It’s been 9 days since I last saw Ming-Ming. Our pullet, Nugget was stalking her on my mother-in-law’s lawn. Ming was just hanging out, laying in the late afternoon fall sunshine, watching the rest of the hens when Nugget decided that she wasn’t having it- there would be no cats allowed. So, puffing up her little 6-month old body, she fluffed her feathers out and hopped at Ming. Not once, but twice. Hop. HOP! Ming, being ever the peace-keeper as well as the “Welcome Ambassador” for all new comers to our family, quietly backed up and jumped the garden fence to watch from a distance. Nugget was mollified and continued on her way.
When I realized she was missing and hadn’t been in, I went for the heavy artillery (aka ‘banging the plate’). It’s a simple process and has always stood me in good stead when either Ming-Ming or Moses would shoot past me out onto the deck after “lights out”. It was how I would entice them back inside. Wet cat food on a plate. Knife placed at an approximent 45* angle. Strike sharply. Several times. You also holler the transgressor’s respective name. It always, always worked. But not that night. And not the next.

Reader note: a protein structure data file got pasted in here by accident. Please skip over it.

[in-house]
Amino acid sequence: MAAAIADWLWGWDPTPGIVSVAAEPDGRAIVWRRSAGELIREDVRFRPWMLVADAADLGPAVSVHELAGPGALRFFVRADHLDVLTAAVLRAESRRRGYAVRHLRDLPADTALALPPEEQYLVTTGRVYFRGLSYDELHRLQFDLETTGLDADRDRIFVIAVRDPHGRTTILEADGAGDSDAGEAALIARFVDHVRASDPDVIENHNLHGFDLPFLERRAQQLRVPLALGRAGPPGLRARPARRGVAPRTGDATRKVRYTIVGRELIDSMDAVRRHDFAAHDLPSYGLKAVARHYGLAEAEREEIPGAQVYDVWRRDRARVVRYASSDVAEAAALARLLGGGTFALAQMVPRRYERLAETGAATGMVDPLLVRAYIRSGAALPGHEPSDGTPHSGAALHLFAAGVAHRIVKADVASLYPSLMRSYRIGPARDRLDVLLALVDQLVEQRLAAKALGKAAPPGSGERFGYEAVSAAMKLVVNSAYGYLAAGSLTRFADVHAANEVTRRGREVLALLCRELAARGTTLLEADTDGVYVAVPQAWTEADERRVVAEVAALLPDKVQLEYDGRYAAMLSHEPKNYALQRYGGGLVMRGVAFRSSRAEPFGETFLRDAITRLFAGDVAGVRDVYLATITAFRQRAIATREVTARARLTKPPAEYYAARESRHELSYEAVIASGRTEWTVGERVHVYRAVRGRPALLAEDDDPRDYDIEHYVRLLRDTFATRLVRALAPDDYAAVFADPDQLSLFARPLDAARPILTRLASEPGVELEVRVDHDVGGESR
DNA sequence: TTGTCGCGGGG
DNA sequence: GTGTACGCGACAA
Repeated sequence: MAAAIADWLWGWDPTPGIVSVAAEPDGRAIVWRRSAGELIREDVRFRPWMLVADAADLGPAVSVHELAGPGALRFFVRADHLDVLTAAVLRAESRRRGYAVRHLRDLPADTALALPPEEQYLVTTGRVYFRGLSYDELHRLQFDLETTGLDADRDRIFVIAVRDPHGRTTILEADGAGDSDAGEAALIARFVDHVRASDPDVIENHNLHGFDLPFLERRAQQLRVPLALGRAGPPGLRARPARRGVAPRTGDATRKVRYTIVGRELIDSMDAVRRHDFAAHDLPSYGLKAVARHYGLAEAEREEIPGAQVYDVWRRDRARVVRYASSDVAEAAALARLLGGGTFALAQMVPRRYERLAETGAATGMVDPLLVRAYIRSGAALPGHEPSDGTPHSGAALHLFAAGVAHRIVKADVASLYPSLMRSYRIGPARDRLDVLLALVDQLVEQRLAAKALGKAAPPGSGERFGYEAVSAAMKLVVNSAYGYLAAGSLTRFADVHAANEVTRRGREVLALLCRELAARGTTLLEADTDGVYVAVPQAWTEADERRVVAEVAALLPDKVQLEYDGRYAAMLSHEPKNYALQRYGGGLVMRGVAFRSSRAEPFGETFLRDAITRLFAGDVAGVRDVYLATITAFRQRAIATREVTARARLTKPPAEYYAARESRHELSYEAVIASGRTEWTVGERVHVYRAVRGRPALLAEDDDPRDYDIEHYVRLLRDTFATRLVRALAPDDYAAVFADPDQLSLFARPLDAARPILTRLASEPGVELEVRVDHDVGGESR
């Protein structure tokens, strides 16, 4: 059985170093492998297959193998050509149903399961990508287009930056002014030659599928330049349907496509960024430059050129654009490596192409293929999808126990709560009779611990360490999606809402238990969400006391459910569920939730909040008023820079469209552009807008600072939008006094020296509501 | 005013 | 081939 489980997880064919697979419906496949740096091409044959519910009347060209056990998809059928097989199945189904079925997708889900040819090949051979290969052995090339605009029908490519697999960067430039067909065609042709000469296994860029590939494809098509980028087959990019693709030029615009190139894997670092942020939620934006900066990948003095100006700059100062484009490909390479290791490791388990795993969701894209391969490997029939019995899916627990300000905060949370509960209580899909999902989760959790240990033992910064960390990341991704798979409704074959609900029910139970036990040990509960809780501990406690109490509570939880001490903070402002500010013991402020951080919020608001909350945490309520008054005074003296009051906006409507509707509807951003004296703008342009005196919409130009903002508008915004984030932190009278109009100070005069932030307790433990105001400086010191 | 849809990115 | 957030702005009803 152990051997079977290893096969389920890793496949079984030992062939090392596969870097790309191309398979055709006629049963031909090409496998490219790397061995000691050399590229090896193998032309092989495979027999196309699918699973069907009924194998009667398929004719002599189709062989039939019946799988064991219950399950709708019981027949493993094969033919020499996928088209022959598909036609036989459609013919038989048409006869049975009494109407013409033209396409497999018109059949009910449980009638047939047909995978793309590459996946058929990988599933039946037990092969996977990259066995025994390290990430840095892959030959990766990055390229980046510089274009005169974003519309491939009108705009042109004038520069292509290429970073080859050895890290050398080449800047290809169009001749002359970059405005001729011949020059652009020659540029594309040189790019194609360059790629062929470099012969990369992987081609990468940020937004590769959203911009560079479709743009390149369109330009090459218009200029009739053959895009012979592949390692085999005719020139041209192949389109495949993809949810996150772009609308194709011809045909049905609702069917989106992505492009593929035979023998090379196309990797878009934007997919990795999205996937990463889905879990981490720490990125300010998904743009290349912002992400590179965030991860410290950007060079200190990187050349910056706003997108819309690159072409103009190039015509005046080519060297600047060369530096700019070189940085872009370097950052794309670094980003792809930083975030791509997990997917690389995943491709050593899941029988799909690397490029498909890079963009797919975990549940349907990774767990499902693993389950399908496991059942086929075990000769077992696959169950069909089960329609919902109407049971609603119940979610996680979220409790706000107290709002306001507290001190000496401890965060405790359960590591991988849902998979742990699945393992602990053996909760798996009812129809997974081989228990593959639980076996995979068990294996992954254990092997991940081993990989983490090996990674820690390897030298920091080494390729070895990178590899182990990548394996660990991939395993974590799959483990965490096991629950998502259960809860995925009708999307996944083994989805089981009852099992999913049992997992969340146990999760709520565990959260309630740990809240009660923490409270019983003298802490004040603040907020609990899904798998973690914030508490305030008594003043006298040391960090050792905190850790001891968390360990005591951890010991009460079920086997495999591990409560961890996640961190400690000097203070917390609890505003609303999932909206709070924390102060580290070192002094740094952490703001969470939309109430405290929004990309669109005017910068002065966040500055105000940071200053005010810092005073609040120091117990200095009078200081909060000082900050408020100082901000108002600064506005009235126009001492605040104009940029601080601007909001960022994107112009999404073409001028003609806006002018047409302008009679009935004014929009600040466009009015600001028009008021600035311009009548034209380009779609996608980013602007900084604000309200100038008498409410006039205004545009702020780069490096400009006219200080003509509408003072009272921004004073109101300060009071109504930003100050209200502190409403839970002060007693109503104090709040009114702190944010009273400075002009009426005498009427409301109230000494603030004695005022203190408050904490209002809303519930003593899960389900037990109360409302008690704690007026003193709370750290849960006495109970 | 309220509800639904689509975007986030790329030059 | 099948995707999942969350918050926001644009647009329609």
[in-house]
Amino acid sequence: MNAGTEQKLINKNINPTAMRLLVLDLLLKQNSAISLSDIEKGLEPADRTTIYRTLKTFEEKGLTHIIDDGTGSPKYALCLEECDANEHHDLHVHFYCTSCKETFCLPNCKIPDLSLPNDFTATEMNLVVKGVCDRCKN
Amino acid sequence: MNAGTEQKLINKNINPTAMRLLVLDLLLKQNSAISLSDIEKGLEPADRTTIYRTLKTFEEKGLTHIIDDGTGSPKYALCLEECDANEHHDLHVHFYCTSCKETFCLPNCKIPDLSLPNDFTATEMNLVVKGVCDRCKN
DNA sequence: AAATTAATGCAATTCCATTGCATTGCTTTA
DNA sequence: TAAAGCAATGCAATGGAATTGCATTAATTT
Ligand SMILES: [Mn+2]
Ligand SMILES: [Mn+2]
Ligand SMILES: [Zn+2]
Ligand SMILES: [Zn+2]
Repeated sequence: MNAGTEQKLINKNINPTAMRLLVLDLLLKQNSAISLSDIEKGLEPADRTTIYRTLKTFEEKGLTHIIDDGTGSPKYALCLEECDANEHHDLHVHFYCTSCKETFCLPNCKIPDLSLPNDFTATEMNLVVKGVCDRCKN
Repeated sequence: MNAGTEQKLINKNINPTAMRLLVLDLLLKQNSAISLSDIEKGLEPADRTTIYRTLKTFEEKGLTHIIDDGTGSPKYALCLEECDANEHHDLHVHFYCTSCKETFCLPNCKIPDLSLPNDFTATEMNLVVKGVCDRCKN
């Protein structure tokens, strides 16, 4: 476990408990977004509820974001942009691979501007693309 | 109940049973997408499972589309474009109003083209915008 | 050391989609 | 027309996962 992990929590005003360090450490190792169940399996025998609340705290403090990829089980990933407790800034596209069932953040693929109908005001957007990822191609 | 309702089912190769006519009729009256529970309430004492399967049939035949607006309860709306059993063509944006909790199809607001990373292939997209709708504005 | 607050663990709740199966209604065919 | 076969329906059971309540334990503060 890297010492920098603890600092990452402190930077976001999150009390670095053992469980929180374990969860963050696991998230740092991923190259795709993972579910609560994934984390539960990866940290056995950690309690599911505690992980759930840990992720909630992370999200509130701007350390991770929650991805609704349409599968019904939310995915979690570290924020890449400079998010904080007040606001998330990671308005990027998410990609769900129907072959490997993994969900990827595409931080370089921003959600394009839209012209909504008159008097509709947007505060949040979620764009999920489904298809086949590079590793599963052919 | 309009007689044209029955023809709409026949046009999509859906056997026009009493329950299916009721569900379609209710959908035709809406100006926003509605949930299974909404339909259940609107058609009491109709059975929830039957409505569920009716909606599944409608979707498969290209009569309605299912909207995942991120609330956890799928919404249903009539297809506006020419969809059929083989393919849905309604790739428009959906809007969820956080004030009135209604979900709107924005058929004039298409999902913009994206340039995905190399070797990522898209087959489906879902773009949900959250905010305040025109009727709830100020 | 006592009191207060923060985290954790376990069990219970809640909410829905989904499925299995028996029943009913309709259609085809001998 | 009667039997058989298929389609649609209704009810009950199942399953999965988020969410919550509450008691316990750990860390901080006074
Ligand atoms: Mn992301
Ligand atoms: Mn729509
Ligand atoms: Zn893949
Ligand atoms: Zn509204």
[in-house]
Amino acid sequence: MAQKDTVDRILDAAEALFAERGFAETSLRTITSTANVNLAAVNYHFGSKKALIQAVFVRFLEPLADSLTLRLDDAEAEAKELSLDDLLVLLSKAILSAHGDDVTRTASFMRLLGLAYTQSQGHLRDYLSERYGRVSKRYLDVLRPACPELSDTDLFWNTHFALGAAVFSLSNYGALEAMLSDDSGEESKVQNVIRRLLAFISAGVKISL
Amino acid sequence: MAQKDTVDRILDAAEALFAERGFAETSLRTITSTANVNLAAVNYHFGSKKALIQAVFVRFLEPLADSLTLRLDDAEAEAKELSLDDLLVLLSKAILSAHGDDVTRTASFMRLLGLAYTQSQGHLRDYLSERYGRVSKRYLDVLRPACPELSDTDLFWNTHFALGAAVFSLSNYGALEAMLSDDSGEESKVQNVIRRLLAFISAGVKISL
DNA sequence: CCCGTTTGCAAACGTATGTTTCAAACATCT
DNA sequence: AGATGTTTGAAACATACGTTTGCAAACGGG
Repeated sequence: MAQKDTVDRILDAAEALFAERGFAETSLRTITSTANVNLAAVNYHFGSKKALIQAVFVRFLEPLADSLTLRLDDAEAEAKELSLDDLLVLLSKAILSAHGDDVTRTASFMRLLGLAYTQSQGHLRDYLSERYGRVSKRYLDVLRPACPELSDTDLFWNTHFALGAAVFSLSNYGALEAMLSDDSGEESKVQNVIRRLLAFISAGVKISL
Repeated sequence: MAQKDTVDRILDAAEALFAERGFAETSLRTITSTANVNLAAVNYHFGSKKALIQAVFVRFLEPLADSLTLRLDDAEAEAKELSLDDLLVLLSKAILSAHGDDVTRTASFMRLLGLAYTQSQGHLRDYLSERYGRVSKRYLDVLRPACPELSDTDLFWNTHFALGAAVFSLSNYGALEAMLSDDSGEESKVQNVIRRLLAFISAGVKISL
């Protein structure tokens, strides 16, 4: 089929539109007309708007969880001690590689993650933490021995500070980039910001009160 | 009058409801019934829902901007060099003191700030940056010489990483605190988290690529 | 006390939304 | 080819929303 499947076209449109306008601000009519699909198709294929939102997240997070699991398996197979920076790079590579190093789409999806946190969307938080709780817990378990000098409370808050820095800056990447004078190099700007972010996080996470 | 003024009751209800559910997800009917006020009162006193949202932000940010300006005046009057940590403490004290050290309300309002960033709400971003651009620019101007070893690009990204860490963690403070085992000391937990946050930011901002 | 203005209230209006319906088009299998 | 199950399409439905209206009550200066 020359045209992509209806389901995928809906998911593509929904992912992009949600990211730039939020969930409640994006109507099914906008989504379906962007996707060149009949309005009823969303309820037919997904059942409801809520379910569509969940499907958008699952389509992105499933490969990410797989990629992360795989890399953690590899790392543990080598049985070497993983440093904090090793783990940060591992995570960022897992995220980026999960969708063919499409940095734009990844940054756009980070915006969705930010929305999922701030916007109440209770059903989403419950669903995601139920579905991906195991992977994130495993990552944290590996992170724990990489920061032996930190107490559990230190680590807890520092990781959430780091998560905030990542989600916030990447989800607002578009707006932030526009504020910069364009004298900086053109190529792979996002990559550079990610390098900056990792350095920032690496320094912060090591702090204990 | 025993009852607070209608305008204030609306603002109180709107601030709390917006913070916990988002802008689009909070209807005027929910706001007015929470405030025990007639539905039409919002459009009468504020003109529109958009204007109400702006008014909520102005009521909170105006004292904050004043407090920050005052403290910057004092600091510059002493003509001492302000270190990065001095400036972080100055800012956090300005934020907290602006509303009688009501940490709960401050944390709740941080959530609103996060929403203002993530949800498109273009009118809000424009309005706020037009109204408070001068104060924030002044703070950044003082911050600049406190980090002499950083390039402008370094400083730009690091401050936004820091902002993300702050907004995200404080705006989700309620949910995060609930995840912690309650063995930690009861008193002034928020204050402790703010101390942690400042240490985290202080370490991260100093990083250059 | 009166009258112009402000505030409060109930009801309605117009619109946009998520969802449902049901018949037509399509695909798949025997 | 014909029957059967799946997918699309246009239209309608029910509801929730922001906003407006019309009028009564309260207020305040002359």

I have had cats since I was 7 or 8 years old. I have never once had to put one down. I’ve never been allowed to say “good-bye” and thank them for their years of purring, comfort, and companionship. They have left. I’ve heard cats do that. Yes, we live in a wooded area. Yes, we have coyotes and things that go bump-in-the-night. But even when Miss Ming managed to escape bed check and remain out to party on a night or two- I knew she slept above the chicken pen. (We put a packing blanket up there when we saw the cat hair evidence… just to make it comfy, in case it happened again.) She never ranged far. She was in the yard, or near the barn, or in the woodshed. Always within calling distance. So I know the enemy didn’t get her. I have to believe that, otherwise, it would wreak havoc on my heart…
Ming-Ming was 9-years old. I keep looking for her- listening for her big ol’ paw scratching on the door. Waiting to see her laying across the picnic table, soaking up the rays. Missing her keen observation as I sew, and the gentle pat, pat of her pot holder paw as I attempt to thread the needle. A gentle, sweet soul. I should have been allowed to say “thank you” and “good-bye”.